Wow. I did not know it was humanly possible to do so many things, see so many sights, meet so many people…in just one day! After the market and the insanity that is HCMC, we flew on a small plane to Hue, which was a different experience to say the least. Even though there were screaming children behind us and a crying baby next to us, Sophia and I managed to enjoy our flight, which only took about 45 minutes. Flying in over Hue, we could already tell this was going to be an entirely different Vietnam than what we’d just seen in HCMC. That turned out to be mostly true, with the landscape around Hue all green with mountains in the distance. I had almost forgotten how nice it was to see mountains after being at sea level in Charleston for so long! We also saw a lot of flood damage, still, on the way in from the air. Even though the rainy season is over, it still rains a little bit each night, and there is still evidence of the floods that damaged the area a little while ago.
The Hue international airport was tiny. Seriously—one baggage carousel, probably about two gates, maybe. We got off the plane on the tarmac and took a bus over to the entrance in the actual airport building. There, Liz was waiting for us. She is a College of Charleston graduate who studied abroad a few years ago with Dr. Murray, who is leading our trip and has led a few other trips in the past. Liz now works for Dr. Murray’s organization (called Think About the Children) and lives in Vietnam full time. It was great to finally see another familiar face after two days of nothing but airports and Ho Chi Minh City.
We took a van from the Hue airport into the city, which was about 15 or 20 minutes away. On the way in, we passed some absolutely beautiful landscapes. They were punctuated by areas of poverty, reminding us again of the nature of the country we are in. Beautiful, but struggling. Getting closer and closer to the city, you could see traffic picking up, and fewer homes that looked desolate. It was odd, there were people in the country near the airport, but it seemed almost abandoned or something. Once we got to the city, though, I could see why Dr. Murray suggested Charleston as a comparison. The two cities are about the same size, and there is lots of history to be had in both areas.
We checked into our hotel (another small but okay room, this time with two beds, a little bit softer than the other hotel, but this room has neither air conditioning nor hot water as of now!) It is much nicer in Hue than in HCMC as far as the weather is concerned. Here it is in the 70s and not too sunny. There is a breeze because we are right by a river. Overall, I like Hue a lot better than HCMC, not only because the weather is nicer, but it’s also less chaotic and not so much sensory overload everywhere you turn. Traffic is still crazy, but not as bad. Tomorrow starts a new law that everyone riding a motorcycle will have to wear a helmet in all of Vietnam! It’s all anyone can talk about here.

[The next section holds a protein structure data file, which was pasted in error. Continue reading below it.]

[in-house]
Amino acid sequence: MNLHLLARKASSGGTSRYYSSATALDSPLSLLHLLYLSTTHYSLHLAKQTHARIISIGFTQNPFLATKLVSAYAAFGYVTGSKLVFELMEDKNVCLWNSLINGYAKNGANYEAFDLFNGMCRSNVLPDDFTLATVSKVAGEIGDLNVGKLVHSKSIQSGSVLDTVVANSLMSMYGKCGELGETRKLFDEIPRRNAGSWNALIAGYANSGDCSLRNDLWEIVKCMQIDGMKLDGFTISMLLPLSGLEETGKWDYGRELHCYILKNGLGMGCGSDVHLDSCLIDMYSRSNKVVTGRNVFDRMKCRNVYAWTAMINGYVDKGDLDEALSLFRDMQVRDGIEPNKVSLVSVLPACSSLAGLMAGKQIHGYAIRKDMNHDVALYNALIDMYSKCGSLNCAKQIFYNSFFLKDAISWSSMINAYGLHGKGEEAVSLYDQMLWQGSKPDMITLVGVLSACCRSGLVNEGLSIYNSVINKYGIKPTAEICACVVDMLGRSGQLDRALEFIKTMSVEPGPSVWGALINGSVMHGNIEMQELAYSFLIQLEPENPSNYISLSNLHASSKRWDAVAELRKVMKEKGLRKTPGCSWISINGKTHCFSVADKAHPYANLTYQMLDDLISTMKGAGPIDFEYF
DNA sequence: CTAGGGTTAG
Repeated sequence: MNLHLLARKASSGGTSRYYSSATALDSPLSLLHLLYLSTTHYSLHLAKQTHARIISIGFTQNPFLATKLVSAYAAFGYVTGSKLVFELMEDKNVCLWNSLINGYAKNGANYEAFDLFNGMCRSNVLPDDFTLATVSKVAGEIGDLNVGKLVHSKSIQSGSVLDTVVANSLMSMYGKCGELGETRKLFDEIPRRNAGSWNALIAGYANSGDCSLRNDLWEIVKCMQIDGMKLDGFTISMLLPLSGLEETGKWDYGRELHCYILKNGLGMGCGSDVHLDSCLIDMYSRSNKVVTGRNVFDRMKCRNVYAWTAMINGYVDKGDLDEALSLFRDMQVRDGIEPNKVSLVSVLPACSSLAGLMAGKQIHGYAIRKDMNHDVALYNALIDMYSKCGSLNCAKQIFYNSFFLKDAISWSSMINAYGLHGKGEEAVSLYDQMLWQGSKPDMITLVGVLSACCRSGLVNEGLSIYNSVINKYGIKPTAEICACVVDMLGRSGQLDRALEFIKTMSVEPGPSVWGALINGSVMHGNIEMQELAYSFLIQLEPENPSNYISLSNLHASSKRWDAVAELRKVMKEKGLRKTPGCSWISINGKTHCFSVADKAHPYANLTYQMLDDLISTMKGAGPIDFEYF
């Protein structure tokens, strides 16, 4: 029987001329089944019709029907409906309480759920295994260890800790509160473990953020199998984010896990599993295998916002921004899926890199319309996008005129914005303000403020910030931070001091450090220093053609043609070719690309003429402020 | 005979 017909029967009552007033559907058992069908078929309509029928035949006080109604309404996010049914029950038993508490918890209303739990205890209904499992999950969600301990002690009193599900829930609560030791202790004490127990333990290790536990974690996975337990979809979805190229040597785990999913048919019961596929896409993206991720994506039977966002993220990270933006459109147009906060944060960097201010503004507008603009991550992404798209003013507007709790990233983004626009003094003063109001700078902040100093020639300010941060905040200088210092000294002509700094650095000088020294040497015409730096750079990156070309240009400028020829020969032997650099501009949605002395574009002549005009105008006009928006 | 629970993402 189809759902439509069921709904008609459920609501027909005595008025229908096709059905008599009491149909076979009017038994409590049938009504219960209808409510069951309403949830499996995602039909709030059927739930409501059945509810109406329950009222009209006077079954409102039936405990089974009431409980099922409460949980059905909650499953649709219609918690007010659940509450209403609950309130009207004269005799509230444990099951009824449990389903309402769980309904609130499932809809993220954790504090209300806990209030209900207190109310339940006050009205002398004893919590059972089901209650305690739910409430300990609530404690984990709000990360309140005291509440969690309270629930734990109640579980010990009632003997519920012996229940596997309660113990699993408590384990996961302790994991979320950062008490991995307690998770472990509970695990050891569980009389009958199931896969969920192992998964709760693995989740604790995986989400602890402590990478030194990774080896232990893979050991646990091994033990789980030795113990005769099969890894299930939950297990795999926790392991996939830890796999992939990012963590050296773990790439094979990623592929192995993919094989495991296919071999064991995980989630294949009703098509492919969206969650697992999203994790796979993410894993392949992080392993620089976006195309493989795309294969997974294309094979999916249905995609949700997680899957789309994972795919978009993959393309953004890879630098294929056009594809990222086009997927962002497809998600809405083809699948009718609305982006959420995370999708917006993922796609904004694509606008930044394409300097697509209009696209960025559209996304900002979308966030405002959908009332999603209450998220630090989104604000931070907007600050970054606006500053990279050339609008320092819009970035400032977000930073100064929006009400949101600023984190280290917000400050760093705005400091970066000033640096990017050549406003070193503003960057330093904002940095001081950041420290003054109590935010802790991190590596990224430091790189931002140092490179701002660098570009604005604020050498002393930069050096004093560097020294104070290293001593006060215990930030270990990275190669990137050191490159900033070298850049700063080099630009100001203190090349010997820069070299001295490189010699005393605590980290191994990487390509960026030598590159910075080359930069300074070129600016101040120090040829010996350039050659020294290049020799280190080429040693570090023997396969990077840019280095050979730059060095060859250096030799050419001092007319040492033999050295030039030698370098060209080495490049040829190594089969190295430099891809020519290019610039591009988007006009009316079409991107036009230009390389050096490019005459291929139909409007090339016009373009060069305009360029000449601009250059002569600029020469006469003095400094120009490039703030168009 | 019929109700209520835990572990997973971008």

After we got settled into our hotel, we walked a few blocks to a small restaurant across the street from them Imperial Hotel, the very nice tourist destination in Hue that goes for about $250 a night. We met up with the rest of Dr. Murray’s family here, as well as students from a local university’s English Club. It was great meeting Vietnamese students! They were all as excited to talk to us as we were to talk to them, even though we could only say the basics, really. They were all studying Environmental Studies at the University here in Hue. They were all about 20 years old, and we al turned out to actually have some things in common! It reminded me of what it might be like if Sophia and I ever went to Germany and attempted to talk to students there. The basics, a lot of hand motions, and a lot of patience. That’s all it takes to make a new friend in anyone you meet in a foreign country, I’m convinced of it!
After we ate at the restaurant all of us Americans jumped onto the backs of the Vietnamese students’ motorcycles for a quick ride to a café by the river a little way away. It was definitely the coolest part of the trip so far! Traveling by motorcycle is definitely the preferred method of travel, and it’s so much fun! It makes me want to learn to ride my own! If it wasn’t for the crazy traffic in the cities, I would rent a motorcycle in a heartbeat and take it everywhere.
The ride was nice and we ended up at a cute little café on the river where I got to drink more amazing coffee. I hope I can bring back a special Vietnamese coffee maker; I’m never going to be able to drink regular coffee again! Though we were all pretty tired at this point (I still can’t believe we did all of this in one day), so we decided to head back.
We don’t really have a set schedule over here, it’s more of an experience-everything-you-can type of plan. Which is okay by me! This is turning out to be even more of an adventure than I thought it would be—I don’t even really know where we are going or what we’re going to be doing tomorrow, but I know it’s going to be amazing, just like everything else in Vietnam has been so far. Whether it’s talking to students from Hue or just walking the streets of HCMC looking for an ATM, every little thing is such an experience in a place that is so un-Western. It’s incredible how different things can be. Every few minutes I discover something new and that is exactly how I would want to spend any trip I go on!
Can’t wait to see what we end up doing tomorrow! And don’t worry, I’m taking my malaria pills and not drinking any of the water. I haven’t had anything stolen from me in the cities, and no one has gotten hurt. All healthy and safe so far. Have a great weekend, everyone!